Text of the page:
• Aussie WNBA star Sami Whitcomb (Getty Images)Source: Getty Images
Sami Whitcomb played her role in Seattle Storm reaching the WNBA Finals and now as they close in on a championship she’s watching from the other side of the world.
Megan Hustwaite

5 Oct 2020 - 3:28 PM  UPDATED 5 Oct 2020 - 3:28 PM

The dynamic guard was shaking off jet lag in her Sydney hotel as the sun rose on Monday morning, soaking up every minute of her team’s 2-0 series lead over Las Vegas Aces.

Whitcomb has returned to Australia for the birth of her baby boy, who is due next month with partner Kate, quarantining in the harbour city before returning home to Perth.

The 32-year-old told SBS Sport  Seattle is peaking at the business end of the season.

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“It’s great to see us playing as well as we know we can. You work so hard and you go through this unique season in the Wubble to reach this point and you hope when you do (get there) you’re peaking as a group and playing our best and I feel like we are,’’ she said.

“We’re playing as well as we have all season. The bench is coming in and doing what they need to do with the opportunities they’re getting. In-Game 1 it was led by the superstars – Brianna Stewart, Sue Bird and Jewell Loyd. This game Stewie is still Stewie and Sue had an incredible game but Alysha Clark and Natasha Howard really stepped up without any hesitation and carried the load a bit more too.

“You love to see it, I’m so happy, they’ve been working so hard and I’d love nothing more than for us to finish it off in Game 3.”

A key part of Seattle’s 2018 championship, Whitcomb packs a punch off the bench for the Storm with her basketball IQ, ability to quickly make an impact and her sensational three-point shooting.

But what’s she like as a spectator, riding every moment of Seattle’s fortunes?

“I’m super anxious, I want every shot to go in and if anything happens on the other end – I know what’s supposed to be happening so it’s hard not having any say or control,’’ she explains.

“It’s similar to being on the bench but when you’re on the bench you know there’s a chance of going in, of doing something and making a difference but here I can’t even cheer or be a good team mate.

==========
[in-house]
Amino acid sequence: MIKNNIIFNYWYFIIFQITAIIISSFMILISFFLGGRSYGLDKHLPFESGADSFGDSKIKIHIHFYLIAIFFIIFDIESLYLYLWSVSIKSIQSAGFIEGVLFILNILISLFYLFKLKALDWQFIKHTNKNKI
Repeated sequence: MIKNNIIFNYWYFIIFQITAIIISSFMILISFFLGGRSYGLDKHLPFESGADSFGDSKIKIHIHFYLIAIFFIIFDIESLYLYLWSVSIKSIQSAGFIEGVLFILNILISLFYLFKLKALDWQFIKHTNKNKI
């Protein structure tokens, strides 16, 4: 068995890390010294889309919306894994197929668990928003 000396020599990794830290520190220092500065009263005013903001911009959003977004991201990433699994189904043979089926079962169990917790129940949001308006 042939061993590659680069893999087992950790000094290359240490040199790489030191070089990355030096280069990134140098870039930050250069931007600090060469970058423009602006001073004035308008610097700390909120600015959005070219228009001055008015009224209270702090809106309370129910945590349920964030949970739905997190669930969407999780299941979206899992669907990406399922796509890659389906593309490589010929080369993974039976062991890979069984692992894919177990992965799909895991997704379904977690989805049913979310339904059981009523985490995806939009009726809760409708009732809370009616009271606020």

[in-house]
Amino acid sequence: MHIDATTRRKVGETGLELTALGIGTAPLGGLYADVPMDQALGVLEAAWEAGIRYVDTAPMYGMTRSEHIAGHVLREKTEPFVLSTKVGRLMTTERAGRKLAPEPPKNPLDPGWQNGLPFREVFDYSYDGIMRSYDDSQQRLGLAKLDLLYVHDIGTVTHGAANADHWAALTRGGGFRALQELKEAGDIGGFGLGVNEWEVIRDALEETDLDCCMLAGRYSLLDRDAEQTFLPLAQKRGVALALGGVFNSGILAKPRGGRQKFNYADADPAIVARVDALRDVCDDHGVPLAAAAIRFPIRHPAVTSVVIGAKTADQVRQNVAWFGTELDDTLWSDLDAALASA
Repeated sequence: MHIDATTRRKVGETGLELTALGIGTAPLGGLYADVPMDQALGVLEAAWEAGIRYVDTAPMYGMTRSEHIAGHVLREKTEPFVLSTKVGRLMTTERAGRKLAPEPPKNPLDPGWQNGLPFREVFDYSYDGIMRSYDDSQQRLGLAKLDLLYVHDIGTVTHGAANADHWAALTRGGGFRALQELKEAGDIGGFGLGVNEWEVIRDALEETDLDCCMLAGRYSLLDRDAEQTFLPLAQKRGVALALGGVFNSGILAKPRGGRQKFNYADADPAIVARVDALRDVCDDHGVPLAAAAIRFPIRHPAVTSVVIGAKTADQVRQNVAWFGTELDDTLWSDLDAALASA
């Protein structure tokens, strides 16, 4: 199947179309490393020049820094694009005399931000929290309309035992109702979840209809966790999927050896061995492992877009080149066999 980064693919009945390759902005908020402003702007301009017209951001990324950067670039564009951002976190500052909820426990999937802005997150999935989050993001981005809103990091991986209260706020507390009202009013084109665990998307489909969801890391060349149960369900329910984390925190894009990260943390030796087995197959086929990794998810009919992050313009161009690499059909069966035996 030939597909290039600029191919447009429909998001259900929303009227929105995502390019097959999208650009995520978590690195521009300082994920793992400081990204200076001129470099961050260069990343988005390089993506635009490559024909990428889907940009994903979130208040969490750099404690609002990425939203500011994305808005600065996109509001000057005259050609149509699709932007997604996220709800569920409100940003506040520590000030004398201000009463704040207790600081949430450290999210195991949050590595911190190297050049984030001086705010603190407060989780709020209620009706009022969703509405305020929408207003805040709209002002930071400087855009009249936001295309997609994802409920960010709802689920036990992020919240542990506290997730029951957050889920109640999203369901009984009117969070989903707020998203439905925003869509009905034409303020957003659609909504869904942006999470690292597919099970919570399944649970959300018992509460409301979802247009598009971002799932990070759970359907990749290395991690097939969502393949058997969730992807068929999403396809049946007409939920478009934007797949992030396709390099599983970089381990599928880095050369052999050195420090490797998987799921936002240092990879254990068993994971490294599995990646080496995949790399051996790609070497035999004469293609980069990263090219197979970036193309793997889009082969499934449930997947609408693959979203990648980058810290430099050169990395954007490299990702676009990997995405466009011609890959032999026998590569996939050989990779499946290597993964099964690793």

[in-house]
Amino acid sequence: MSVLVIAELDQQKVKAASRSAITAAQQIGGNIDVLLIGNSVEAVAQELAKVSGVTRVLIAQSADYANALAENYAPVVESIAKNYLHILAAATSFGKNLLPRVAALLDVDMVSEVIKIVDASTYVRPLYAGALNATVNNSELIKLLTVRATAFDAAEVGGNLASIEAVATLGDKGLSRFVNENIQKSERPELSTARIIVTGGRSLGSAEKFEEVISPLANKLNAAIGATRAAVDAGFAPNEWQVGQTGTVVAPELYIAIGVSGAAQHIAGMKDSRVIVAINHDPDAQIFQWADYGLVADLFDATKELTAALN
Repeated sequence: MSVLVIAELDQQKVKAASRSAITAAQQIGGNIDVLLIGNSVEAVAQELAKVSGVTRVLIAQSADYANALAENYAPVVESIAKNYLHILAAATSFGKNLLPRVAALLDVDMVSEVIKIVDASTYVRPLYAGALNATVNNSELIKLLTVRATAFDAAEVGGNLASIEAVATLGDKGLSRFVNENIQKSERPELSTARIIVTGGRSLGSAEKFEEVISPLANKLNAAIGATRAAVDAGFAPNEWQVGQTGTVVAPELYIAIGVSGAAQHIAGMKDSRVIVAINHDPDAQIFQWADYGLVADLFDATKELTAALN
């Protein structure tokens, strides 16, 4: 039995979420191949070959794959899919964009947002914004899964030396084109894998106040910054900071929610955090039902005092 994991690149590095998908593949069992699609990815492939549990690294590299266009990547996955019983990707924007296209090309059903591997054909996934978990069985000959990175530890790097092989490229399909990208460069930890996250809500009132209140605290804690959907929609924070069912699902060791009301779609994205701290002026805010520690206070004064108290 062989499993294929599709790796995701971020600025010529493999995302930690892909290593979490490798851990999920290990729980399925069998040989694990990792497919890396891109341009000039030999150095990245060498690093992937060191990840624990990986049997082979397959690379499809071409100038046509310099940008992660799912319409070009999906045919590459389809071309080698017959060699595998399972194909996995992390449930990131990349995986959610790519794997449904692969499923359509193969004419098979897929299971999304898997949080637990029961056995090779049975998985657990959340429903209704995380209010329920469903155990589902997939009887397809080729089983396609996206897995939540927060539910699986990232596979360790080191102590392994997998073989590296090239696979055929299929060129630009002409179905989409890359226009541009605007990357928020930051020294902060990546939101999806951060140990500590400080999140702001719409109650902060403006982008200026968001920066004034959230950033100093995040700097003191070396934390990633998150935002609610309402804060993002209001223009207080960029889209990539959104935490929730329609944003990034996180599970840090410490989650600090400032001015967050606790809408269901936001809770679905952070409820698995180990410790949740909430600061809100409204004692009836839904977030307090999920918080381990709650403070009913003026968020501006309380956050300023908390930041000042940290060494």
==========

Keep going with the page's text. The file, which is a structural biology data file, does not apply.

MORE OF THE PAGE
“I’m still cheering but it’s by myself, here in my hotel room.”

Whitcomb made the call to leave the Wubble after Seattle swept Minnesota Lynx in the play-offs. With limited flights back into Australia and WA, plus a range of Covid-19 restrictions, the soon-to-be-mum wasn’t leaving anything to chance.

The baby is due on November 17 but doctors have told the parents its likely he will be earth side earlier.

“We made that call, it wasn’t really a call more of how do we do this. I wasn’t going to risk missing it or with things changing every day, every week if I didn’t take the flights now and something else happened,’’ Whitcomb says.

“It was incredibly stressful and if it was that stressful for me I can only imagine how stressful it was for Kate. She’s sacrificed so much for me to participate in the WNBA season at all, she’s been so strong and done so much alone as it was, so it was important to me to make sure she knew that her and the baby are No.1.”

Whitcomb, who was born in the US but is now an Australian citizen who’s represented the Opals at several major tournaments, took the scenic route to reach the peaks of her basketball career. She’s had setbacks, been cut from teams but persistence, resilience and sheer determination has seen Whitcomb achieve success right around the world.

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Now, she is primed for her most special chapter. Parenthood.

“It’s everything, it feels like it’s the culmination of our love for each other deciding we want to create a new life and nurture him together. We love each other enough we want to share in this journey as mothers together and loving and raising a child,’’ Whitcomb explains.

“Seeing Kate pregnant and growing our son inside her and seeing her being a mum already, I feel like I have fallen even more in love with her. It’s just a really lovely next step to take together and doing it with the person I want to spend the rest of my life with, well I don’t think there’s any greater joy.”

This year has been one like no other but with the arrival of a first child and perhaps a second WNBA championship also on the way, it’s one Whitcomb will cherish.

“For us 2020 will be looked at as a year that changed our lives in a very special way.”

Game 3 between Seattle and Las Vegas is on Wednesday.